Red Lion (Upstairs) 41 Hoxton Street, London, N1 6NH
The economy is still feeling the effects of the 2007 crisis in the credit markets seven years ago. The level of wages has been stagnant, meaning people are even more limited than usual in how they must satisfy their needs. The experience of a growing economy which everyone is encouraged to think as something desirable is often not an experience of an improvement in living conditions. Economists and columnists warn that automation – the ability to do make more stuff with less effort – will cause more poverty. This leads many people to conclude that it is worth trying to change a world that creates such conditions.
There is also a fairly wide understanding that Karl Marx's Capital has a lot to say about why and how such a world exists. However, a lot of new readers find wading through the text of Capital too much of a struggle and put the book down soon after picking it up: Capital isn't an easy book to read.
In particular, the first six chapters present a frustrating hurdle to many readers. Karl Marx actually suggested to one of his friends that she should skip these chapters and start later on in his text. We don't think Marx was right to suggest this - grasping the concepts of value, exchange and abstract labour and the nature of money presented at the beginning of Volume 1 are crucial to an understanding of the rest of the text.
Therefore, we are starting a new weekly reading group (for now) covering those six chapters, to provide the opportunity for participants to understand the argument in Capital for themselves. Reading Capital in a group is an effective way to come to an understanding of what the book is about.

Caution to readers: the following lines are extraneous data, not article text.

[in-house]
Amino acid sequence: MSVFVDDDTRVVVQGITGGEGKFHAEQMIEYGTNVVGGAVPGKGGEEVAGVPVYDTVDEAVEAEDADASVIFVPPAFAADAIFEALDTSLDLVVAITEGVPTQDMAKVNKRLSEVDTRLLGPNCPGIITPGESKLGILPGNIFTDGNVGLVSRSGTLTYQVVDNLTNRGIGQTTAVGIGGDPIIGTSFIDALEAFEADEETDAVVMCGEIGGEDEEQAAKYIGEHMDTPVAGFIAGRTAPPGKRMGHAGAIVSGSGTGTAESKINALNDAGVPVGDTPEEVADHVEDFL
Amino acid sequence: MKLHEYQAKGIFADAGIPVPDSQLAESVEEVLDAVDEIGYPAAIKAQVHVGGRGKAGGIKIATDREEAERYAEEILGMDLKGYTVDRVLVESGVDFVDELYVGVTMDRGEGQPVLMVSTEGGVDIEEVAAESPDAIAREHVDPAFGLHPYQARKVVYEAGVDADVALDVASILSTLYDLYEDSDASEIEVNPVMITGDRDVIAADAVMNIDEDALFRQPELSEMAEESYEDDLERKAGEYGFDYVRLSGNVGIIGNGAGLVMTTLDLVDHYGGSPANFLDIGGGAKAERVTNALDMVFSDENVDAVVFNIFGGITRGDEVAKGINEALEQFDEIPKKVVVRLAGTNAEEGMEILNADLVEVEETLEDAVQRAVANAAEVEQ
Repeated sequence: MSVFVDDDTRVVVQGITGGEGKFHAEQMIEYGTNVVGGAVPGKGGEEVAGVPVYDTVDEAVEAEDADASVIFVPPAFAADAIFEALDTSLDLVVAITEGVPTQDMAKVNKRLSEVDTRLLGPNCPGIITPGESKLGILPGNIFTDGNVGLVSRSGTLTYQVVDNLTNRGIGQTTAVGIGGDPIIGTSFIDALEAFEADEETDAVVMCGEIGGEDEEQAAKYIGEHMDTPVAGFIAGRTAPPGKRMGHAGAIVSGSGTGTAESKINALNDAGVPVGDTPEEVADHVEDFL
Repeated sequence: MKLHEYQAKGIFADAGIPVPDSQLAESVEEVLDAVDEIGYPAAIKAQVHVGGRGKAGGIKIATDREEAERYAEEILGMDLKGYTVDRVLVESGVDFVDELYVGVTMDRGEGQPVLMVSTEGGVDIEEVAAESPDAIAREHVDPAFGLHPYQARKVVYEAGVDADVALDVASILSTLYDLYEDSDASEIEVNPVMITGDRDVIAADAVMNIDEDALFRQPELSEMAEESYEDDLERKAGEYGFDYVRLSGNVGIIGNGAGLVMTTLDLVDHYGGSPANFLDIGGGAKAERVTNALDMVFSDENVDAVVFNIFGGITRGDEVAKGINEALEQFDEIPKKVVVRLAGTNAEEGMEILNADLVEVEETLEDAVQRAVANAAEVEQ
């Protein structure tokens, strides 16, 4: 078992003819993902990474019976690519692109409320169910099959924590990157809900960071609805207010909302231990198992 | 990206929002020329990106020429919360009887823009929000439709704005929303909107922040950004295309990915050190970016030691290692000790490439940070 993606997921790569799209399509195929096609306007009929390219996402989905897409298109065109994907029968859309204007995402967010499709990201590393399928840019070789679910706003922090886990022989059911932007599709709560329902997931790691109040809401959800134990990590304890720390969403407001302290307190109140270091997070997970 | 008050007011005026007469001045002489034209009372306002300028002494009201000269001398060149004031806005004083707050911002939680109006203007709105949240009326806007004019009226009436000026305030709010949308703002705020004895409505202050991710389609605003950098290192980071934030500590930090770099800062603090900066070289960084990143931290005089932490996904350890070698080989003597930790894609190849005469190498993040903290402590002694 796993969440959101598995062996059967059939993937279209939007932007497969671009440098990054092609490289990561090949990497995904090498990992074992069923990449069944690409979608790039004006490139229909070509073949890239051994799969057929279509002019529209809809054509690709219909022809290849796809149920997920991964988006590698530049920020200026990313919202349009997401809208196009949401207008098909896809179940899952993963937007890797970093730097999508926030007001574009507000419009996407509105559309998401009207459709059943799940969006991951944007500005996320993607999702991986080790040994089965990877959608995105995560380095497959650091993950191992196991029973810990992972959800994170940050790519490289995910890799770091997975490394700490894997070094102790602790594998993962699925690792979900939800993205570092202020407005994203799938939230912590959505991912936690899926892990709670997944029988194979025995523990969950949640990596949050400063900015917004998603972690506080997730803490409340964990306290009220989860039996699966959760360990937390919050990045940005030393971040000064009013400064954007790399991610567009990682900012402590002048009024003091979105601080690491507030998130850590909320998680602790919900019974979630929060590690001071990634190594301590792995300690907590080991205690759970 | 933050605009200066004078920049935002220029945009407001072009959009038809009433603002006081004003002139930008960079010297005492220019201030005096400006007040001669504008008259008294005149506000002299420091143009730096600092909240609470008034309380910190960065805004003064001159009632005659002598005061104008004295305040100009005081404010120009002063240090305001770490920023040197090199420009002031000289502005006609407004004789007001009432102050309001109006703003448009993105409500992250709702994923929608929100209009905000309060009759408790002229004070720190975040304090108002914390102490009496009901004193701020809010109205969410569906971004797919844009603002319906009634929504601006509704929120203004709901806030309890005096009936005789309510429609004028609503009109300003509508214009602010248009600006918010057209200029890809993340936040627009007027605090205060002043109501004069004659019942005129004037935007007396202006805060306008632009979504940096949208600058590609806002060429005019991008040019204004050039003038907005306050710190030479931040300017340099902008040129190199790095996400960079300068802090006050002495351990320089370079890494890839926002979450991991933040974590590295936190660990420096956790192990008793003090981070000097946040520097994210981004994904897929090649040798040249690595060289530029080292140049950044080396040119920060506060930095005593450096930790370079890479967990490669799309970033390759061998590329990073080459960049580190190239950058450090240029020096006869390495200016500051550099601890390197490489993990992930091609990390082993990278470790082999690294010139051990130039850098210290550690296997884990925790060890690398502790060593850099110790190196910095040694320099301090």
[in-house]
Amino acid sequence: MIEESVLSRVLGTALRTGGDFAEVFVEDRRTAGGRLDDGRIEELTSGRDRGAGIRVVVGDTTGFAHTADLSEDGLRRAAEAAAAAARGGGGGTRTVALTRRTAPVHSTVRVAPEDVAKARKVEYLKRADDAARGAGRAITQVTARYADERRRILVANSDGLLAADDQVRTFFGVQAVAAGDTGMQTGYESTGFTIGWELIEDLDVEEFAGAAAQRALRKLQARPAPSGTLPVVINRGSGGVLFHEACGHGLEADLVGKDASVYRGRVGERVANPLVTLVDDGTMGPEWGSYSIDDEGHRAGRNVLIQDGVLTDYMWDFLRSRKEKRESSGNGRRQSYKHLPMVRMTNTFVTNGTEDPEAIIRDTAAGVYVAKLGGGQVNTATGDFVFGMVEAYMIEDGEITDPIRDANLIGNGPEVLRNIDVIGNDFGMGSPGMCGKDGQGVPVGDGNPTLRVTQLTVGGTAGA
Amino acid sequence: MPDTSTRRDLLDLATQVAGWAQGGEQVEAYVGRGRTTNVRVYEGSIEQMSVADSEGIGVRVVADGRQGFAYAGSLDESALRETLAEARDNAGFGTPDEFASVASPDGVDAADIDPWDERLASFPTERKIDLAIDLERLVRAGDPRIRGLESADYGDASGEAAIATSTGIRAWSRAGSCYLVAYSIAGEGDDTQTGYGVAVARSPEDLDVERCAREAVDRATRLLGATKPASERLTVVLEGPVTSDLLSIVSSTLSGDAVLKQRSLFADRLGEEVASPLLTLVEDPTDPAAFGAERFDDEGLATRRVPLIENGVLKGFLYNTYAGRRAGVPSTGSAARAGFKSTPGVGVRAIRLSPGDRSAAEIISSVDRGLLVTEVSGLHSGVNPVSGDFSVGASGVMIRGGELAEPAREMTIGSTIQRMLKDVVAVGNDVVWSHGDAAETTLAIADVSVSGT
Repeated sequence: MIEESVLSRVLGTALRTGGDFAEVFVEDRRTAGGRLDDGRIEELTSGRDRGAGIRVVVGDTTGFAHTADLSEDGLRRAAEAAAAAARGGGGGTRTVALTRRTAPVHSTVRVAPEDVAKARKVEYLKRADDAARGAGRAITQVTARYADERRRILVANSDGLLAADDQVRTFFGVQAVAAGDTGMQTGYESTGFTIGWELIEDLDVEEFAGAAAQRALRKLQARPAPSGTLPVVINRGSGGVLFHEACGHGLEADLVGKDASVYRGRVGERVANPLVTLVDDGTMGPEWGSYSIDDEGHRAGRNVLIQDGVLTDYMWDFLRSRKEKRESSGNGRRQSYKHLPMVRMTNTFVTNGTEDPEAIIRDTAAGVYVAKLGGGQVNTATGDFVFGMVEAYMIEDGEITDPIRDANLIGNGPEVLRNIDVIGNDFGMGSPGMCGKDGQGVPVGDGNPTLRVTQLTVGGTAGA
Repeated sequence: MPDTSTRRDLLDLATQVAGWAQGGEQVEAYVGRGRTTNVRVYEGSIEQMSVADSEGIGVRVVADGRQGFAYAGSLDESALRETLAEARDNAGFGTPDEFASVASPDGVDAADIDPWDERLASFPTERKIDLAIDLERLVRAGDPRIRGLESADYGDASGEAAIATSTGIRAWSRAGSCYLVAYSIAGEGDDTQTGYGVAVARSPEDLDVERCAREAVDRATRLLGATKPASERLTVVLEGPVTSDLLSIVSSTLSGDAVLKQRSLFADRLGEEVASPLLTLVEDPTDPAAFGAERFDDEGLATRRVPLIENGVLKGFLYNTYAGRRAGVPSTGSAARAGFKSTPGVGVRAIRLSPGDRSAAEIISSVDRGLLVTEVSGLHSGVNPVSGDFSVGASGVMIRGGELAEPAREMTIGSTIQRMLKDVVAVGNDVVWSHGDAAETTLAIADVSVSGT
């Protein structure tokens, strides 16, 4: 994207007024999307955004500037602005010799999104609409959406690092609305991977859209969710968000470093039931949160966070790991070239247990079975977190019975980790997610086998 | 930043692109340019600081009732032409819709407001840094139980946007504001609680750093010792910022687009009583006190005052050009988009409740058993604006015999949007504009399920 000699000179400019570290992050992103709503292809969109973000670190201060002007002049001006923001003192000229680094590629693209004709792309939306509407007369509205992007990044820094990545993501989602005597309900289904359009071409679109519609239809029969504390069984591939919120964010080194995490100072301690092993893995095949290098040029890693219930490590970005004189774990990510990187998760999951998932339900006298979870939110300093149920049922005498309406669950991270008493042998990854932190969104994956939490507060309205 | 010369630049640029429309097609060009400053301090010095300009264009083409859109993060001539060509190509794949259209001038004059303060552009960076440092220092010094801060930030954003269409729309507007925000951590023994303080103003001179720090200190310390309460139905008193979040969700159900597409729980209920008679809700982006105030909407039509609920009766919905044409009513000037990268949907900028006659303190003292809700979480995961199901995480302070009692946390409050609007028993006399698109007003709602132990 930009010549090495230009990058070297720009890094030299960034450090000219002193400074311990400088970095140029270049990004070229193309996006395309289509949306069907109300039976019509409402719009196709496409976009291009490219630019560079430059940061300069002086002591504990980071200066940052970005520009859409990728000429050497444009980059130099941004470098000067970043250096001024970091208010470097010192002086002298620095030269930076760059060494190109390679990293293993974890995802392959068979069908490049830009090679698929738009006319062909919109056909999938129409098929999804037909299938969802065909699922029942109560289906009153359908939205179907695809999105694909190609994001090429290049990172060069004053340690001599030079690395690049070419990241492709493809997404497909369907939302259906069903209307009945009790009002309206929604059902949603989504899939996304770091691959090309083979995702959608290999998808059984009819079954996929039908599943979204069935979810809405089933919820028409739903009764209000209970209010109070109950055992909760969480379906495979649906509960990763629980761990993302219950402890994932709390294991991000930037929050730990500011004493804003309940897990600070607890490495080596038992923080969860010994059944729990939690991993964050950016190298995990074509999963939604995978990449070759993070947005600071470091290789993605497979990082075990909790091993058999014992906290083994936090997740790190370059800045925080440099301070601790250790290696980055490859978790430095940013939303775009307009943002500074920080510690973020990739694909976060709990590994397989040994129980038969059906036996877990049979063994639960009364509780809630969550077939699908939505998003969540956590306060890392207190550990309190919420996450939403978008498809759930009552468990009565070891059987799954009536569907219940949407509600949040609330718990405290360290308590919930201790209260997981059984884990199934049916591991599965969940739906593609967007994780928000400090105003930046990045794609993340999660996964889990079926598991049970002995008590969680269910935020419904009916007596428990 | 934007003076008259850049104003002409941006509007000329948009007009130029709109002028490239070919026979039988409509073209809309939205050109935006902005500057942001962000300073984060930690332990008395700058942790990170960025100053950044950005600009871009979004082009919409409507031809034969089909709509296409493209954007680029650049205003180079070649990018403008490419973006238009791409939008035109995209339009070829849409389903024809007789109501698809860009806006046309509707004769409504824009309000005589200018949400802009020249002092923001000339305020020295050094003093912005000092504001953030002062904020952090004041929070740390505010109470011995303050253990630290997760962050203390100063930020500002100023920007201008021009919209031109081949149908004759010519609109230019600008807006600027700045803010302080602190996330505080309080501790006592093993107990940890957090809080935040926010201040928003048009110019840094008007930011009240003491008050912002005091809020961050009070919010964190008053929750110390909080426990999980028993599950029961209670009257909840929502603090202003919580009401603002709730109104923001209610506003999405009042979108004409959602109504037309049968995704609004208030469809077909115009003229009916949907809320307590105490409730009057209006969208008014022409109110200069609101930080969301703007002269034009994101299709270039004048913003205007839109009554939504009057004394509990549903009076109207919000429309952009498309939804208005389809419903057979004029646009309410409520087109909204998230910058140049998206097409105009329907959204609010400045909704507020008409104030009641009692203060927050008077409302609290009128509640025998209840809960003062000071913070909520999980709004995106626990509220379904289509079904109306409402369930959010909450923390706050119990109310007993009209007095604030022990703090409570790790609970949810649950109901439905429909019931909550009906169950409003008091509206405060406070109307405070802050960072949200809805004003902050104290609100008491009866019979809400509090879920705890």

Some people claim that to properly understand Capital the reader must first be familiar with Marx's method, or with the philosophy of Hegel. We don't think that is necessary: Capital is a book which can be read and understood on its own.
In addition, we don't want to read Capital in order to appreciate some sort of proud working class tradition or to understand the historical context of the book. Rather, we want to read it to see if it helps to inform our understanding of contemporary capitalism: the world we live in. So being a Marxist or a historian of 19th century economics is not a requirement.
The aim of this reading group is not to cover as much material as possible per session, but to go as slow as necessary so that a good understanding of the arguments can be developed by the participants. Questions should be asked and answers and discussions should develop. Thus, we plan to read and discuss these six chapters closely.
We will be reading the Penguin edition which was translated by Ben Fowkes. If anyone is unable to secure a copy, let us know and we’ll see if we can arrange copies of the first chapter at least.
The reading group will start on Monday 20 February, 2017, 7pm in the Red Lion (Upstairs) 41 Hoxton Street, London, N1 6NH: http://www.redlionhoxtonst.com/ After that we plan to meet at the same time and place each Monday.
No registration or anything is necessary, just stop by on the 20th. However, we would appreciate if people could register their interest with us such that we get a rough idea of how many people to expect. So it would be great if you could drop us an email: firstname.lastname@example.org. We’ll then put you on the mailing list for the reading group.
Of course, everything (schedule, venue, pace, etc.) about this reading group is up to the group to decide. Hence, the above should be understood as our proposal which can be discussed at the first meeting or when the need arises.